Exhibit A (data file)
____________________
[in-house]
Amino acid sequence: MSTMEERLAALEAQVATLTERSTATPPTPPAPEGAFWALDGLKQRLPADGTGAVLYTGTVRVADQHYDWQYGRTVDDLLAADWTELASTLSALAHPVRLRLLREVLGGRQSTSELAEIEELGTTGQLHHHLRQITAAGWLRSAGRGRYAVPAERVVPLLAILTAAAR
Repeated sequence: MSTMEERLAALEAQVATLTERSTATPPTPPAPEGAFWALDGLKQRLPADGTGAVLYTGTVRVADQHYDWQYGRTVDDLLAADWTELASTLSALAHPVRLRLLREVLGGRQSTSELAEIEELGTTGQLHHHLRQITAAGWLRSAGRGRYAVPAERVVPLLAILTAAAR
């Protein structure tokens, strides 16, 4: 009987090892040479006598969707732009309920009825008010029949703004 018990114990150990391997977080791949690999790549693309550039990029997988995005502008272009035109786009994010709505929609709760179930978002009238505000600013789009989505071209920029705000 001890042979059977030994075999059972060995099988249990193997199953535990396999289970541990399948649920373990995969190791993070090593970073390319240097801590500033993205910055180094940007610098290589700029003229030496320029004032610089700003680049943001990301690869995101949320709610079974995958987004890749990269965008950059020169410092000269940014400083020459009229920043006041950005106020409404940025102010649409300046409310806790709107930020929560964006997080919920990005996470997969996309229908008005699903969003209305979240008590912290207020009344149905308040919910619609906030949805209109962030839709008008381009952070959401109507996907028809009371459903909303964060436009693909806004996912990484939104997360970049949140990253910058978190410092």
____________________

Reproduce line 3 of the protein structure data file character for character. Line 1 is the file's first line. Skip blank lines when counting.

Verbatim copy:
Repeated sequence: MSTMEERLAALEAQVATLTERSTATPPTPPAPEGAFWALDGLKQRLPADGTGAVLYTGTVRVADQHYDWQYGRTVDDLLAADWTELASTLSALAHPVRLRLLREVLGGRQSTSELAEIEELGTTGQLHHHLRQITAAGWLRSAGRGRYAVPAERVVPLLAILTAAAR